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A rare conservation success – Seychelles warbler moves to lowest threat category on the IUCN’s red list

Victoria, Seychelles | November 15, 2015, Sunday @ 13:45 in Environment » CONSERVATION | By: Sharon Uranie | Views: 7415
A rare conservation success – Seychelles warbler moves to lowest threat category on the IUCN’s red list

The Seychelles Warbler is no longer on the brink of extinction now that its population stands at 3,000 and the species has been downlisted to Near Threatened from the Critically endangered category on the IUCN's red list. (Nature Seychelles)

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(Seychelles News Agency) - Once down to a mere 26, the population of the Seychelles Warbler now stands at 3,000 mature individuals leading to efforts preventing its extinction being hailed a ‘conservation success.’

The Seychelles warbler (Acrocephalus sechellensis) has been downlisted from Critically Endangered to Near Threatened on the International Union for Conservation of Nature, IUCN's red List of threatened species.

The new status also means that the small dull olive-and-brown coloured bird, with pale, buffish-yellow underparts and obscure, buff eyebrow-stripe, has also been removed from BirdLife International’s Endangered Birds of the World list.

“As far as I know, this is the first time in the world that a species once on the brink of extinction has now been down listed to the lowest category on the Red List solely because of conservation action,” says Dr Nirmal Jivan Shah, the Chief Executive of Nature Seychelles.

Efforts to increase the bird’s population started way back in the 1960s after the endemic bird became one of the most threatened species in the world.

Cousin Island special reserve located off the west coast of the Seychelles second most populated island of Praslin and managed by local non-governmental organisation Nature Seychelles, was the sole remaining habitat of the Warblers at the time.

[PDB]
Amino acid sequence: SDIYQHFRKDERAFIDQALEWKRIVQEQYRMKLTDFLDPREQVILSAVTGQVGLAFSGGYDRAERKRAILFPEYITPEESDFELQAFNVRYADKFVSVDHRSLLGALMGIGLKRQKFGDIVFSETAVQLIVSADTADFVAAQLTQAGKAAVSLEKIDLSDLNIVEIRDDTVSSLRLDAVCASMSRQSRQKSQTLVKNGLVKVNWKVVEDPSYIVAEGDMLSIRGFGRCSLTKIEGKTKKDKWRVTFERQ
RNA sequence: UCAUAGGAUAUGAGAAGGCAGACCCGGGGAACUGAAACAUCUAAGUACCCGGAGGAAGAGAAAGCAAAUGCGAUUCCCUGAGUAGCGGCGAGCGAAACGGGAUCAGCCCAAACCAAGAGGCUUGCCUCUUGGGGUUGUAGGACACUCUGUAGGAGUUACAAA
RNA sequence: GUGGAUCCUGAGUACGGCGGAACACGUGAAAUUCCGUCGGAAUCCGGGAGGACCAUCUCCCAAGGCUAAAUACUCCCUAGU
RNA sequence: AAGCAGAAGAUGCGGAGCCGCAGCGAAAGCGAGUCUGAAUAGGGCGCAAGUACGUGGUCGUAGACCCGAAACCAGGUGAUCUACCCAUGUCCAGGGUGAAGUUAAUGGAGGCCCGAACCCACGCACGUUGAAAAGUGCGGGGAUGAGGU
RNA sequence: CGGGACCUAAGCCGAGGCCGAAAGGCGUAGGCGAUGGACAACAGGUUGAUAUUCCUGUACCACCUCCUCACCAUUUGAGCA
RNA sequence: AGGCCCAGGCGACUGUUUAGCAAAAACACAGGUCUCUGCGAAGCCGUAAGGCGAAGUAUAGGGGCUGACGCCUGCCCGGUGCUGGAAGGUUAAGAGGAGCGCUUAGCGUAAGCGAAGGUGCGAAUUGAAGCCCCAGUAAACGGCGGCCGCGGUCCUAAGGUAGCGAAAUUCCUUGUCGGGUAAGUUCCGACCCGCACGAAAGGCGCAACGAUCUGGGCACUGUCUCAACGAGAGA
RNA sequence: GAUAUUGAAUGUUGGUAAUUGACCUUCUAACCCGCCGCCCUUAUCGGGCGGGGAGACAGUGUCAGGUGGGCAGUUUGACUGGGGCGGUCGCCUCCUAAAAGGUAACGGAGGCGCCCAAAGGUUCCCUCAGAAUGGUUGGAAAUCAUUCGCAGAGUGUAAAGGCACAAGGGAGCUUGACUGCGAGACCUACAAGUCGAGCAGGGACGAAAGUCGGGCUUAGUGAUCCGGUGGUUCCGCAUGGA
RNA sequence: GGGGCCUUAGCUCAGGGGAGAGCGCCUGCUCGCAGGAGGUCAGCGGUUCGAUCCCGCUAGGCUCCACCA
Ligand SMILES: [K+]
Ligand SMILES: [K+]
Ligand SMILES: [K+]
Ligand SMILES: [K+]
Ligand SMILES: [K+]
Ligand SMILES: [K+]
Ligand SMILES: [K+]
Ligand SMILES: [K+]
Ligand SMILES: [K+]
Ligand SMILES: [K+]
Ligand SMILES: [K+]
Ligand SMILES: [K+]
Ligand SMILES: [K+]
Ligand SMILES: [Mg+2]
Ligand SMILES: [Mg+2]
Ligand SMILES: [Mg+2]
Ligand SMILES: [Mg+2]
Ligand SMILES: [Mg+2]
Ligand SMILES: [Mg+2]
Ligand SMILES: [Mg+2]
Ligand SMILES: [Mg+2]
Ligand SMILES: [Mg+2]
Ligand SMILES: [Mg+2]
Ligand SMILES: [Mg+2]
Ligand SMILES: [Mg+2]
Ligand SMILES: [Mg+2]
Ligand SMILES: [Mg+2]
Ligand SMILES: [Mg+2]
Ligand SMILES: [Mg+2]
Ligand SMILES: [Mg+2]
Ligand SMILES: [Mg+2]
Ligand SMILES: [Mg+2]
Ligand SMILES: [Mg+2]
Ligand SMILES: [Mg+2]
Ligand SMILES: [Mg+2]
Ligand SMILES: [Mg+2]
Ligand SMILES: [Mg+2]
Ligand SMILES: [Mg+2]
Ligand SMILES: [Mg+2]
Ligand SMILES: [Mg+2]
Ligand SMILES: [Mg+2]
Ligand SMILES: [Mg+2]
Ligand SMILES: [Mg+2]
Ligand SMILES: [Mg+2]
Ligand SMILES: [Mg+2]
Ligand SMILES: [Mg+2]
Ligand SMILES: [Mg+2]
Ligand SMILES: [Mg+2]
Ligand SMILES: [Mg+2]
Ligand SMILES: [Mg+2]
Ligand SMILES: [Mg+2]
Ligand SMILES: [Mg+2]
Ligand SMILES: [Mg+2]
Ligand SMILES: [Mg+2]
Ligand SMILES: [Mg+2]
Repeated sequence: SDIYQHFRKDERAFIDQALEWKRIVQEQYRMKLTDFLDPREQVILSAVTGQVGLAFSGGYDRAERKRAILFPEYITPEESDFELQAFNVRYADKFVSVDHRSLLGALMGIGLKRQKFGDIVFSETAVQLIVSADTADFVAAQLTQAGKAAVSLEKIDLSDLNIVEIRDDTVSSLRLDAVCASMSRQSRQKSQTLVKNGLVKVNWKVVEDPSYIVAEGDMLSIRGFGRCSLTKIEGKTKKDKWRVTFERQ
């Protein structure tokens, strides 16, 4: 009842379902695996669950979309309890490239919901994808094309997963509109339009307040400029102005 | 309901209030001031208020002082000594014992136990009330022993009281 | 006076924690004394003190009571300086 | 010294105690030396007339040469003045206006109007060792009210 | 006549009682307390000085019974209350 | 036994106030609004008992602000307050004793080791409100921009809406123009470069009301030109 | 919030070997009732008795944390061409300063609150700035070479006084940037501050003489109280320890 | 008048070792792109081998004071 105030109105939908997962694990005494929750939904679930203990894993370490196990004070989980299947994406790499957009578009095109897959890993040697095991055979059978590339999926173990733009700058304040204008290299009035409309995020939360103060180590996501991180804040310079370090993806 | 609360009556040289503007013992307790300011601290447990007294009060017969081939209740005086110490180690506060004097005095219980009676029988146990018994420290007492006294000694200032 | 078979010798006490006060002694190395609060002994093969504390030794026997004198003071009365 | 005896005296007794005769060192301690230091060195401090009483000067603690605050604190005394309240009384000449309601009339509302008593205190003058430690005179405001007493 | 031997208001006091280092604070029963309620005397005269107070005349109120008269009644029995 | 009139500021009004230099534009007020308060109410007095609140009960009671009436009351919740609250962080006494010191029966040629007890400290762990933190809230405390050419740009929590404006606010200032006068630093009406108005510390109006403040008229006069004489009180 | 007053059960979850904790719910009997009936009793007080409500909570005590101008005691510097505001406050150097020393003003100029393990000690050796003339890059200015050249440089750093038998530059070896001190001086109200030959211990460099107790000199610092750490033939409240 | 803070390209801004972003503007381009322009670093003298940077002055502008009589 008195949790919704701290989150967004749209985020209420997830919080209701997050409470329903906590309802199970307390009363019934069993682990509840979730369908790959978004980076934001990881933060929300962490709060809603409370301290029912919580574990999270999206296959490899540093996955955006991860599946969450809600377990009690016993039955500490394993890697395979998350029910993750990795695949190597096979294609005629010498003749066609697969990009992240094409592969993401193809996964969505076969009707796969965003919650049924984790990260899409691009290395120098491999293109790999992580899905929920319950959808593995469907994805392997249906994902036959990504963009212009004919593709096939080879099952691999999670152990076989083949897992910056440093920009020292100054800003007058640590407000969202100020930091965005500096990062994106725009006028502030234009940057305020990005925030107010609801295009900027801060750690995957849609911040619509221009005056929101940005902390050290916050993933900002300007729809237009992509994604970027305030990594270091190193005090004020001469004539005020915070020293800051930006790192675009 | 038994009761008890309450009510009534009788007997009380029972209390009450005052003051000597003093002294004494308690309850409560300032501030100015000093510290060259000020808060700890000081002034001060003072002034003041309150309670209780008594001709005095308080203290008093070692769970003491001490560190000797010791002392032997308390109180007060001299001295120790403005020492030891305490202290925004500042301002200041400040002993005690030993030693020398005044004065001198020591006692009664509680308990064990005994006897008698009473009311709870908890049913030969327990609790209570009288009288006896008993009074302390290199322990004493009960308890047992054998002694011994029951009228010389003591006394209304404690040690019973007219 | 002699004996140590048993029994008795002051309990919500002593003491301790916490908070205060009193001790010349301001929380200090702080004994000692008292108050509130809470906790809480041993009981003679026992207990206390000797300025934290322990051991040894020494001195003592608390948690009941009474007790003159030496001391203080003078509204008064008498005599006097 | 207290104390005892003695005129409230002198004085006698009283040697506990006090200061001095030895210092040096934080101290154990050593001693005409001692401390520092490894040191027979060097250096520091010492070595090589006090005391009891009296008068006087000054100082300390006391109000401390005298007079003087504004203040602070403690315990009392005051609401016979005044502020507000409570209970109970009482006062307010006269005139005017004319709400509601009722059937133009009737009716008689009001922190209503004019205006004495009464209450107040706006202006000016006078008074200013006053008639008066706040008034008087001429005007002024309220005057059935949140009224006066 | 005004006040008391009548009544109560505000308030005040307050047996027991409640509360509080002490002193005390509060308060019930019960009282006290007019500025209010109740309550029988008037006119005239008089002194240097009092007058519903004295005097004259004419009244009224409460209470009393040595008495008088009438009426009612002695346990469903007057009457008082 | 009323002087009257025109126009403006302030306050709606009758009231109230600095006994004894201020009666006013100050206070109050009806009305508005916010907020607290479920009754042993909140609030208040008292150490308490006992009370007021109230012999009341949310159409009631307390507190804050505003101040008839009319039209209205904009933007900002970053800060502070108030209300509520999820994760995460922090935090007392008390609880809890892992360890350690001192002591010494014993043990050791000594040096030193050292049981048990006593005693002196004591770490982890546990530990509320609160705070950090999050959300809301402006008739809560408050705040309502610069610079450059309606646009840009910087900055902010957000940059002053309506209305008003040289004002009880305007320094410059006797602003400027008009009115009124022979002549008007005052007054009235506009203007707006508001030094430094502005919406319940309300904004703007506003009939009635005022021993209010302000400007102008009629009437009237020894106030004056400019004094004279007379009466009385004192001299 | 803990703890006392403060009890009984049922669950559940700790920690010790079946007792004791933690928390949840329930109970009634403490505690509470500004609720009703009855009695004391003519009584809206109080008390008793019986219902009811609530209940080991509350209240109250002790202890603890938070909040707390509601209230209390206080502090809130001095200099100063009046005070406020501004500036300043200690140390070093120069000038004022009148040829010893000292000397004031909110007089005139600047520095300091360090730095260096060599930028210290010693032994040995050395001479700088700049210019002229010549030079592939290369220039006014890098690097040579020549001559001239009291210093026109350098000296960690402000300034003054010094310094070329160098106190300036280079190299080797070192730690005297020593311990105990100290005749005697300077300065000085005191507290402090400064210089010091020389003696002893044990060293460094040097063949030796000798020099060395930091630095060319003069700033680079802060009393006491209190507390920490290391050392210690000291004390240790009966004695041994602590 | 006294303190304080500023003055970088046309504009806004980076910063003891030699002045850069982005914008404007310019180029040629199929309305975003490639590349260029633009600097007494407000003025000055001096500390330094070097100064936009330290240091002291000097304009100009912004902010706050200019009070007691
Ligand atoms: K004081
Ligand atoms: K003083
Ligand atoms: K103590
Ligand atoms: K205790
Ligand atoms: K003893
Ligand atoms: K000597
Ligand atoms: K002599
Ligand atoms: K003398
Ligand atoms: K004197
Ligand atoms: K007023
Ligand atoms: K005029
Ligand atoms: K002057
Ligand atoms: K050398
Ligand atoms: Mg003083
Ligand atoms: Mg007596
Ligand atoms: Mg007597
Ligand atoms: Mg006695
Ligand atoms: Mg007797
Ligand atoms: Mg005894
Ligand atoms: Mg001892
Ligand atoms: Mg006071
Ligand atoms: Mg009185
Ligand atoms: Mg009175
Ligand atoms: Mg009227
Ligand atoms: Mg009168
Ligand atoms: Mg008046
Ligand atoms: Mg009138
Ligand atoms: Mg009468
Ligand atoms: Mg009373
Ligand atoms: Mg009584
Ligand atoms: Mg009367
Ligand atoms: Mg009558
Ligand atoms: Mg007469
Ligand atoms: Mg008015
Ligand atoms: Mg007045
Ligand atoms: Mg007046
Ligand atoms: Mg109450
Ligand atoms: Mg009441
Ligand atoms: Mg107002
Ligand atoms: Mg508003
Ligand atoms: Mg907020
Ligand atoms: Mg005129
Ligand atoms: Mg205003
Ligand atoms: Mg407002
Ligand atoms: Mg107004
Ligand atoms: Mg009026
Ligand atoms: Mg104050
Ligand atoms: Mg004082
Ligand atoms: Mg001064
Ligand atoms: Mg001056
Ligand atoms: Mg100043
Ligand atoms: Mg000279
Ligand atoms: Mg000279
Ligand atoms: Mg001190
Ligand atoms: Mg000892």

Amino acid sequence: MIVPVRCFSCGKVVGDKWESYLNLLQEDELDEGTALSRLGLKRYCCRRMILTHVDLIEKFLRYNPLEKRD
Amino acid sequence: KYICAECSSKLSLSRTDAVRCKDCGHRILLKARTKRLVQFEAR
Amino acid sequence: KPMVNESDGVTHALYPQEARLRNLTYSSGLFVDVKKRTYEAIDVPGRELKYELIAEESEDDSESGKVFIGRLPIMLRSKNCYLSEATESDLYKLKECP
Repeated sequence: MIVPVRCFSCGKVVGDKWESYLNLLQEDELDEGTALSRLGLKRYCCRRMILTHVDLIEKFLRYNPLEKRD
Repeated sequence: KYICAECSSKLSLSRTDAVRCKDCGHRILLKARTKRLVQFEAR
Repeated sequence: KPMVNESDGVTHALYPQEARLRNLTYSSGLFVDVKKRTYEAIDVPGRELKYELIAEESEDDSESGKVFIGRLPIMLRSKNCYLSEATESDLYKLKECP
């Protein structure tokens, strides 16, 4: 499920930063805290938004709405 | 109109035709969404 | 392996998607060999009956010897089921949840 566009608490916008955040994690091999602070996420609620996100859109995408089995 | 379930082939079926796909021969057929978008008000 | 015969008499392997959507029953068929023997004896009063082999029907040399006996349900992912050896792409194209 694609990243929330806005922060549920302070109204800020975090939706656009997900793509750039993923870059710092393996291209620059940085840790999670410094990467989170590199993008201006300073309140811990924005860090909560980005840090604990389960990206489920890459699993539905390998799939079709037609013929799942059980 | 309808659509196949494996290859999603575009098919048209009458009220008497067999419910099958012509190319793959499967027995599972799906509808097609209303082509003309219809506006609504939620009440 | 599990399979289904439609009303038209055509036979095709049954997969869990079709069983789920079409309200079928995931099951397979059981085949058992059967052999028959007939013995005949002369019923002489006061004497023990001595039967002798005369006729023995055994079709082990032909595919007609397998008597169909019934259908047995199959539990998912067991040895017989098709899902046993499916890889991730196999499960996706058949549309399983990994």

Cousin Island, an island that belongs to birds. (Nature Seychelles) Photo License: All Rights Reserved

It was back then, in 1968, that the island was purchased by one of the world’s largest nature conservation charities, the International Council for Bird Protection [known today as BirdLife International) with the main purpose of saving the Seychelles Warbler.

At the time, Cousin was a coconut plantation and the 26 surviving warblers could be found in the islands’ original habitat of mangroves.

The task had to start with reverting Cousin back to its original state before it was cleared of its natural plant species and replaced with coconuts for commercial purposes; and this slowly led to an increase in the bird’s population.

With a stable population on Cousin by 1990 it was decided that it would be a good idea to establish the Warblers' population on other islands. Translocation of the birds to Aride, Cousine, Denis and Frégate islands between 1990 to 2011 is what has contributed to the 115 times increase in the bird's population compared to what it was almost 50 years ago.

The population of the Seychelles once down to 26 only on Cousin island has now increased by 115 times to 3,000 spread across five of Seychelles islands. (Nature Seychelles) Photo License: All Rights Reserved

Nature Seychelles and BirdLife International have received the help and support of various local and international partners over the years to get the Warblers population to stand at 3,000 and rising today.

Frégate was the last among the four islands where 59 birds were transferred from Cousin in December 2011 which saw the population increase to 80 by late 2014.

Picture showing translocation of the Seychelles Warbler to Fregate island. (Nature Seychelles) Photo License: All Rights Reserved

“This is a huge success for us and proof that our work in conservation is instrumental in keeping Seychelles at the head of the environmental race,” Shah told SNA in an emailed statement.

With the species considered to be safe from the threat of extinction, there are no solid plans for translocation to other islands at this time.

“The Warbler’s status will keep on improving, since the potential on Denis island is at least 2000 birds,” Shah told SNA adding that he is confident that at some point the bird will be taken off the IUCN’s red list.

Conservation efforts involving intensive research, monitoring and habitat rehabilitation are also ongoing to improve the red list status of other Seychelles birds among which the Seychelles Magpie Robin, Fody and Paradise Flycatcher.

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Tags: Birdlife International, Seychelles Warbler, IUCN, Cousin, Nature Seychelles, Dr Nirmal Jivan Shah

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